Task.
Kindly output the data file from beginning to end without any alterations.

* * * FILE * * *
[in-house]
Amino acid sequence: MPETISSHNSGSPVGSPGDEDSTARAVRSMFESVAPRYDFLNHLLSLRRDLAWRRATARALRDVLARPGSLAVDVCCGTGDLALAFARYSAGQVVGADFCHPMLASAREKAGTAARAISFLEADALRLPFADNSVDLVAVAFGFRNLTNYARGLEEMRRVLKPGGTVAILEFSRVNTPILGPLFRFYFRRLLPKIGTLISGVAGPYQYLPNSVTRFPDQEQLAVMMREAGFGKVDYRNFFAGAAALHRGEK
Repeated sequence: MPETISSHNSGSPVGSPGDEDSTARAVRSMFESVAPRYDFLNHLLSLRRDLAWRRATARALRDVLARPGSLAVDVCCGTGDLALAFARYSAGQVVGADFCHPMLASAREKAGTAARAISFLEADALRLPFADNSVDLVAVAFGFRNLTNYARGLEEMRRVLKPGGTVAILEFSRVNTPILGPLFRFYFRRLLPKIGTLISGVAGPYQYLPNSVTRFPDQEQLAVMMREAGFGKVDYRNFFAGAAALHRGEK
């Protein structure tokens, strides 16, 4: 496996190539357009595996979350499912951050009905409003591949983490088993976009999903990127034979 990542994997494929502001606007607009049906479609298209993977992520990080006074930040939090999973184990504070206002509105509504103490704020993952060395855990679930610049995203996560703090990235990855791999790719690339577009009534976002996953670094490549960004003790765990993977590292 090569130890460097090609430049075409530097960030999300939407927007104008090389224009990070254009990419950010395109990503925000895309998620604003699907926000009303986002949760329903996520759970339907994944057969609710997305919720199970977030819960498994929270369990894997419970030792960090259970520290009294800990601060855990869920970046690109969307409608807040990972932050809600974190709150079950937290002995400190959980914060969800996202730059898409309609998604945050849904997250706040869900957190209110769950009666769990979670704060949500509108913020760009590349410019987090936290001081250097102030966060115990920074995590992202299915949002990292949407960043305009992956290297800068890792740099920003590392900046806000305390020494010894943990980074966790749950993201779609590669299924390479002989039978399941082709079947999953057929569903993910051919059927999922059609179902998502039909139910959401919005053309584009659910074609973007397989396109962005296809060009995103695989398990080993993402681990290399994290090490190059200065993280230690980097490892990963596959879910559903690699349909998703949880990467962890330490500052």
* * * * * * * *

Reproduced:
[in-house]
Amino acid sequence: MPETISSHNSGSPVGSPGDEDSTARAVRSMFESVAPRYDFLNHLLSLRRDLAWRRATARALRDVLARPGSLAVDVCCGTGDLALAFARYSAGQVVGADFCHPMLASAREKAGTAARAISFLEADALRLPFADNSVDLVAVAFGFRNLTNYARGLEEMRRVLKPGGTVAILEFSRVNTPILGPLFRFYFRRLLPKIGTLISGVAGPYQYLPNSVTRFPDQEQLAVMMREAGFGKVDYRNFFAGAAALHRGEK
Repeated sequence: MPETISSHNSGSPVGSPGDEDSTARAVRSMFESVAPRYDFLNHLLSLRRDLAWRRATARALRDVLARPGSLAVDVCCGTGDLALAFARYSAGQVVGADFCHPMLASAREKAGTAARAISFLEADALRLPFADNSVDLVAVAFGFRNLTNYARGLEEMRRVLKPGGTVAILEFSRVNTPILGPLFRFYFRRLLPKIGTLISGVAGPYQYLPNSVTRFPDQEQLAVMMREAGFGKVDYRNFFAGAAALHRGEK
């Protein structure tokens, strides 16, 4: 496996190539357009595996979350499912951050009905409003591949983490088993976009999903990127034979 990542994997494929502001606007607009049906479609298209993977992520990080006074930040939090999973184990504070206002509105509504103490704020993952060395855990679930610049995203996560703090990235990855791999790719690339577009009534976002996953670094490549960004003790765990993977590292 090569130890460097090609430049075409530097960030999300939407927007104008090389224009990070254009990419950010395109990503925000895309998620604003699907926000009303986002949760329903996520759970339907994944057969609710997305919720199970977030819960498994929270369990894997419970030792960090259970520290009294800990601060855990869920970046690109969307409608807040990972932050809600974190709150079950937290002995400190959980914060969800996202730059898409309609998604945050849904997250706040869900957190209110769950009666769990979670704060949500509108913020760009590349410019987090936290001081250097102030966060115990920074995590992202299915949002990292949407960043305009992956290297800068890792740099920003590392900046806000305390020494010894943990980074966790749950993201779609590669299924390479002989039978399941082709079947999953057929569903993910051919059927999922059609179902998502039909139910959401919005053309584009659910074609973007397989396109962005296809060009995103695989398990080993993402681990290399994290090490190059200065993280230690980097490892990963596959879910559903690699349909998703949880990467962890330490500052």